Near-death experiences are profound psychological events that typically occur in people close to actual or perceived death. New research has examined some Buddhist meditation practitioners who can willfully induce these experiences. The study was published in Mindfulness.
“The practice of using meditation to gain a better understanding of death is longstanding, particularly in Buddhism where ancient texts exist that aim to help spiritual practitioners prepare for, or gain insight into, the process of dying,” said study author William Van Gordon of the University of Derby and
“However, to date, no study has sought to investigate whether this practice is ongoing, what psycho-spiritual changes it elicits, and why some advanced meditators choose to engage in it.”
In the study, 12 advanced Buddhist meditation practitioners completed semi-structured interviews about meditation-induced near-death experiences along with psychometric assessments. Only participants who scored high on the Near-Death Experience Scale were included in the study.
“Around 4% of adults in Western countries report having a near-death experience when they are close to dying or in the period between clinical death and resuscitation. However, the study showed that some advanced Buddhist meditation practitioners are able to harness these experiences at will, fostering insight into the psychology of death-related processes as well as the nature of self and reality more generally,” Van Gordon told PsyPost.
The researchers found that meditation-induced near-death experiences were associated with altered perception of time and space, and often involved encounters with non-worldly realms or beings. The participants also said they retained control over these near-death experiences, and could decided when it began and ended.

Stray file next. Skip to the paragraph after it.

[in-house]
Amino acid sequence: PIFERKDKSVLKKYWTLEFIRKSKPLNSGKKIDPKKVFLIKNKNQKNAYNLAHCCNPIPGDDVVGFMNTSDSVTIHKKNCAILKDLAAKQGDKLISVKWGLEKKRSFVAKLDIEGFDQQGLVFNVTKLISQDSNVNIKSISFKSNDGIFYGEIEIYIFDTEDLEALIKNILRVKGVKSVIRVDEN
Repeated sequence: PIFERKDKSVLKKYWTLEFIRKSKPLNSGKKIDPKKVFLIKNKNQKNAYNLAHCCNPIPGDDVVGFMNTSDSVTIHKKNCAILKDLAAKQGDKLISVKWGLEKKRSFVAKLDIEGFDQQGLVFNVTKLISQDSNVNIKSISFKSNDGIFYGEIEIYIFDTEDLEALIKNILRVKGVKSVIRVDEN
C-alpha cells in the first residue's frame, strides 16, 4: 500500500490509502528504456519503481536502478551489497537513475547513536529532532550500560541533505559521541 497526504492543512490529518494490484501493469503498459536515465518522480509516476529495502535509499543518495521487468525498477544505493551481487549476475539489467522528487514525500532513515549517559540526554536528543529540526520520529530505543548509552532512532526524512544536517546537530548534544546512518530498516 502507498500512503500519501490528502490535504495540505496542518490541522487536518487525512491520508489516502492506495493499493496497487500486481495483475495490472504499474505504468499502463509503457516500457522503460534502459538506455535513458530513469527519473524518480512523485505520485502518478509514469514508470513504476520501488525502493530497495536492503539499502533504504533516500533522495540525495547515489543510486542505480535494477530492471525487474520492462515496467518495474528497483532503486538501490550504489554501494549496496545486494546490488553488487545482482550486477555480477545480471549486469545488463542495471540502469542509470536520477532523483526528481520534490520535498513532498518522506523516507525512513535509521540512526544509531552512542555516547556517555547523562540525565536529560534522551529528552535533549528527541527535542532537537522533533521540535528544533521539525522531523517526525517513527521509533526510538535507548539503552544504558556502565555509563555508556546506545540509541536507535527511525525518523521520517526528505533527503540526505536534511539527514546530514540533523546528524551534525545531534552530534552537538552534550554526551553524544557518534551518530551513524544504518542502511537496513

“Unlike regular near-death experiences (NDEs), participants were consciously aware of experiencing the meditation-induced NDE and retained control over its content and duration. Also, compared to regular forms of meditation, the meditation-induced NDE led to a five-fold increase in mystical experiences and a four-fold increase in feelings of non-attachment,” Van Gordon explained.
“Findings also demonstrated that the profundity of the meditation-induced NDE increased across the three-year study period, suggesting that the experience can be learned and perfected over time.”
The ability to willfully induce near-death experiences could help scientists better understand the phenomenon, which has been difficult to research.
“A key implication is that the present study shows it would be feasible – and ethical – for future research to recruit advanced meditators to assess real-time changes in a person’s neurological activity during a near-death experience. To date, the health risks and ethical challenges associated with conducting such a study in those experiencing a regular near-death experience have made this impossible,” Van Gordon said.
The study, “Meditation-Induced Near-Death Experiences: a 3-Year Longitudinal Study“, was authored by William Van Gordon, Edo Shonin, Thomas J. Dunn, David Sheffield, Javier Garcia-Campayo, and Mark D. Griffiths.